iOS 6 Features, Release Date: Apple Ignored Reports Maps Was a Failure Prior to Launch, Say Developers
The tech community rarely agrees on much, but virtually everyone seems to know in their gut Apple's new Maps app is rotten. Since the release of Apple's iOS 6 on Sept. 19, Maps' failures, and recurring issues, have dominated the news cycle more than the operating systems' alleged improvements. Today, news breaks that Apple has known Maps is a clunker since all the way back in June, according to CNET.
The tech website spoke with six developers who came forward under the condition of anonymity that all expressed they had voiced their concerns with Apple back in June, but the company decided to ignore their warnings, and launched the mediocre Maps app anyway without making any significant improvements.
Like Us on Facebook
"During the beta period I filed bug reports with Apple's Radar system (notorious for being ignored), posted on the forums several times, and e-mailed multiple people within Apple's MapKit team to voice our concerns," one developer told CNET.
"I posted at least one doomsayer rant after each (developer) beta, and I wasn't alone," another developer said to the site. "The mood amongst the developers seemed to be that the maps were so shockingly bad that reporting individual problems was futile. What was needed wasn't so much an interface for reporting a single point as incorrect, but for selecting an entire region and saying 'all of this - it's wrong.' "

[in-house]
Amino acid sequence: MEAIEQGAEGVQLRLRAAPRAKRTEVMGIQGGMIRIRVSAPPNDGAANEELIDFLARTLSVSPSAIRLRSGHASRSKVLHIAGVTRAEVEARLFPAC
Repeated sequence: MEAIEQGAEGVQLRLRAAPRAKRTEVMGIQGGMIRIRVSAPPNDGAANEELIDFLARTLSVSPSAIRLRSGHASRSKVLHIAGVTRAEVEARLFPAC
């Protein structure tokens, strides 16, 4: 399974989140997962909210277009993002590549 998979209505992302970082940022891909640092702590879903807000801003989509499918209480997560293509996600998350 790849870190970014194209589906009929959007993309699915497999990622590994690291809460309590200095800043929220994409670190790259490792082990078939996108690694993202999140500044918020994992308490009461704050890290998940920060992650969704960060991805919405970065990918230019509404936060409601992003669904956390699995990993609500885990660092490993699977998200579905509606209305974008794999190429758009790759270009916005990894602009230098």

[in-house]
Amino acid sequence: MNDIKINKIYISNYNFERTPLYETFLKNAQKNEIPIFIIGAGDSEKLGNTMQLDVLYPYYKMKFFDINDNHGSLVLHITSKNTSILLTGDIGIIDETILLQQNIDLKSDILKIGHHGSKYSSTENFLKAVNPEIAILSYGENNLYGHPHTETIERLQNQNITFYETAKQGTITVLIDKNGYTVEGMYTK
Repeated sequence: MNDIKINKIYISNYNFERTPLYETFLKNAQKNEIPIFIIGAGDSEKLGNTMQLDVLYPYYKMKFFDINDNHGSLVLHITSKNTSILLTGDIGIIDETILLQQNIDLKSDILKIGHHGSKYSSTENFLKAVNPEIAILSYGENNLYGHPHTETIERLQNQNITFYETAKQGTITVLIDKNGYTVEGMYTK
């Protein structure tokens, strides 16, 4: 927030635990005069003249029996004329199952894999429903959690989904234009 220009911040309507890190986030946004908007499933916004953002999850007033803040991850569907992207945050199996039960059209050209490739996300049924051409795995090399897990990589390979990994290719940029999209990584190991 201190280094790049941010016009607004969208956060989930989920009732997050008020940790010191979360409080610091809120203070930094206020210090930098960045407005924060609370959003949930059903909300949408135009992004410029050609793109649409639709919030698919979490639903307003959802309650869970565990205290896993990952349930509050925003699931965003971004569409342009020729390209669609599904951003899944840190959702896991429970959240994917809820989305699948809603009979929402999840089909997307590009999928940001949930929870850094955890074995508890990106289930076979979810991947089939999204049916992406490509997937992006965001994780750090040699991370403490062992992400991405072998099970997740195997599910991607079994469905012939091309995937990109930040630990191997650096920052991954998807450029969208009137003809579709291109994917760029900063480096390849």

It's eerie how much of this news echoes what we've already heard from tech sites and consumers alike.
Likewise, Google Maps designer Fred Gilbert who worked with Apple on the original Google Maps app for the first iPhone voiced his incredible disappointment with Apple Maps over Google+, saying "as one of the original designers of Google Mobile Maps I remember how difficult it was working with Apple. But this just blows my mind," according to seroundtable.com.
The problem with Apple's Maps
T3: While the app is aesthetically pleasing , and has some nice features like voice-guided, turn-by-turn navigation, the functionality of Apple's Maps' search was reportedly "hit and miss in terms of finding London locations." Apple's new app apparently displays more road names than place names, and does away with color-coded roads, so, navigating to a specific point using pinch and zoom is much trickier.
Engadget: The app is not nearly as comprehensive as Google's offerings on Android, but the biggest drawback is its lack of public transportation directions. And while asking for subway directions doesn't work well, the app actually does offer public transportation directions. But, if you choose that option it hyperlinks you to the App Store with a search for "Routing Apps" -- a search that has zero results.
Allthingsd: A step backward from Google Maps. While Apple's maps feature a 3-D "Flyover" view of some central cities, they lack Google's very useful ground-level photographic street views. And while the site thought Apple's maps were accurate, they reportedly tend to default to a more zoomed-in view than Google's, making them look emptier until you zoom out.
Many have mentioned that Apple Maps lacks the kind of detailed layering that you can apply in Google Maps and Google Navigation, and shows you whatever you want to see. Maps will list some important places of interest -- mostly gas stations and convenience shops -- but if you want to see all Italian restaurants on your route you'll have to dig deeper.
Maps also reportedly lacks key details on prominent cities, and in one instance, an entire town was in the wrong location. Users have also found duplicate islands and other bizarre quirks.